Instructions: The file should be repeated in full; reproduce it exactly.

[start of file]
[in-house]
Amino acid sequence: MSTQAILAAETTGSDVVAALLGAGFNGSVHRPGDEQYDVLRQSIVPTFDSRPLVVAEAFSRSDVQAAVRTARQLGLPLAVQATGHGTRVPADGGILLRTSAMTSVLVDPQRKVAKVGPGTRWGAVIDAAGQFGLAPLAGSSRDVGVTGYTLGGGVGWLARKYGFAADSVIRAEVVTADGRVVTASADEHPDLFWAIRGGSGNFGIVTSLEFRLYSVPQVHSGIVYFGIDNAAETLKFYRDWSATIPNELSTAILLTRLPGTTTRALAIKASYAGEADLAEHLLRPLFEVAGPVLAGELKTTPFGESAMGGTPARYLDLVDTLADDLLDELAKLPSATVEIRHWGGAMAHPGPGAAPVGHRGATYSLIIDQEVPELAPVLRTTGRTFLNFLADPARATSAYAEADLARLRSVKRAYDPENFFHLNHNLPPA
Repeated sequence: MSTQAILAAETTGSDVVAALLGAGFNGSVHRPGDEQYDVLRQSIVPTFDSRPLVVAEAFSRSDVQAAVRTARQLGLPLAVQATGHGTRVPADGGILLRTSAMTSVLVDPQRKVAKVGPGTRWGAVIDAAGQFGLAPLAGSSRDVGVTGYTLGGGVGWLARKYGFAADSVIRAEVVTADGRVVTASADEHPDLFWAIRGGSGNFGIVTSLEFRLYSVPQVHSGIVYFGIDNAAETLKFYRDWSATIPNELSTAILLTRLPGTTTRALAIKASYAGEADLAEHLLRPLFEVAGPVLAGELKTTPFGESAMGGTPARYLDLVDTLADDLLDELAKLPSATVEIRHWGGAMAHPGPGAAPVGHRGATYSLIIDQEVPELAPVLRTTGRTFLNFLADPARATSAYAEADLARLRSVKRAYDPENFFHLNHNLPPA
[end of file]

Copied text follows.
[in-house]
Amino acid sequence: MSTQAILAAETTGSDVVAALLGAGFNGSVHRPGDEQYDVLRQSIVPTFDSRPLVVAEAFSRSDVQAAVRTARQLGLPLAVQATGHGTRVPADGGILLRTSAMTSVLVDPQRKVAKVGPGTRWGAVIDAAGQFGLAPLAGSSRDVGVTGYTLGGGVGWLARKYGFAADSVIRAEVVTADGRVVTASADEHPDLFWAIRGGSGNFGIVTSLEFRLYSVPQVHSGIVYFGIDNAAETLKFYRDWSATIPNELSTAILLTRLPGTTTRALAIKASYAGEADLAEHLLRPLFEVAGPVLAGELKTTPFGESAMGGTPARYLDLVDTLADDLLDELAKLPSATVEIRHWGGAMAHPGPGAAPVGHRGATYSLIIDQEVPELAPVLRTTGRTFLNFLADPARATSAYAEADLARLRSVKRAYDPENFFHLNHNLPPA
Repeated sequence: MSTQAILAAETTGSDVVAALLGAGFNGSVHRPGDEQYDVLRQSIVPTFDSRPLVVAEAFSRSDVQAAVRTARQLGLPLAVQATGHGTRVPADGGILLRTSAMTSVLVDPQRKVAKVGPGTRWGAVIDAAGQFGLAPLAGSSRDVGVTGYTLGGGVGWLARKYGFAADSVIRAEVVTADGRVVTASADEHPDLFWAIRGGSGNFGIVTSLEFRLYSVPQVHSGIVYFGIDNAAETLKFYRDWSATIPNELSTAILLTRLPGTTTRALAIKASYAGEADLAEHLLRPLFEVAGPVLAGELKTTPFGESAMGGTPARYLDLVDTLADDLLDELAKLPSATVEIRHWGGAMAHPGPGAAPVGHRGATYSLIIDQEVPELAPVLRTTGRTFLNFLADPARATSAYAEADLARLRSVKRAYDPENFFHLNHNLPPA